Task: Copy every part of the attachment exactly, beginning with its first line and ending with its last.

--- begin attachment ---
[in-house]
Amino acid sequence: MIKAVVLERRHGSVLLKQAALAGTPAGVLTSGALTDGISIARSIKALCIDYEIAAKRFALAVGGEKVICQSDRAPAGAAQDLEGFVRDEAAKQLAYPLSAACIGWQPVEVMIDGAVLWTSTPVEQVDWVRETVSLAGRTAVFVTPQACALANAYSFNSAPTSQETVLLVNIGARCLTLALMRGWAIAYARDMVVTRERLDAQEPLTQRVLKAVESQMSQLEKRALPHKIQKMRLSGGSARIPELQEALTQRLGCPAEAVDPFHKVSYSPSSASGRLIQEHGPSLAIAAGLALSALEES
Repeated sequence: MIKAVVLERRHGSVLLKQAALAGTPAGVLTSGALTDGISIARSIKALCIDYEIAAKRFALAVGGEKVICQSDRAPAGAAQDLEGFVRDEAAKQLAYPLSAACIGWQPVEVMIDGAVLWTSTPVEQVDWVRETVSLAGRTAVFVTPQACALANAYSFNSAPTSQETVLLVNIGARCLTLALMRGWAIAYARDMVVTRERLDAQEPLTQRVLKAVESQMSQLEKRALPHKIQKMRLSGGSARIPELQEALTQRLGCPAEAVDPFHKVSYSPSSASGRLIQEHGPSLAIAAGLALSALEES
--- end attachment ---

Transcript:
[in-house]
Amino acid sequence: MIKAVVLERRHGSVLLKQAALAGTPAGVLTSGALTDGISIARSIKALCIDYEIAAKRFALAVGGEKVICQSDRAPAGAAQDLEGFVRDEAAKQLAYPLSAACIGWQPVEVMIDGAVLWTSTPVEQVDWVRETVSLAGRTAVFVTPQACALANAYSFNSAPTSQETVLLVNIGARCLTLALMRGWAIAYARDMVVTRERLDAQEPLTQRVLKAVESQMSQLEKRALPHKIQKMRLSGGSARIPELQEALTQRLGCPAEAVDPFHKVSYSPSSASGRLIQEHGPSLAIAAGLALSALEES
Repeated sequence: MIKAVVLERRHGSVLLKQAALAGTPAGVLTSGALTDGISIARSIKALCIDYEIAAKRFALAVGGEKVICQSDRAPAGAAQDLEGFVRDEAAKQLAYPLSAACIGWQPVEVMIDGAVLWTSTPVEQVDWVRETVSLAGRTAVFVTPQACALANAYSFNSAPTSQETVLLVNIGARCLTLALMRGWAIAYARDMVVTRERLDAQEPLTQRVLKAVESQMSQLEKRALPHKIQKMRLSGGSARIPELQEALTQRLGCPAEAVDPFHKVSYSPSSASGRLIQEHGPSLAIAAGLALSALEES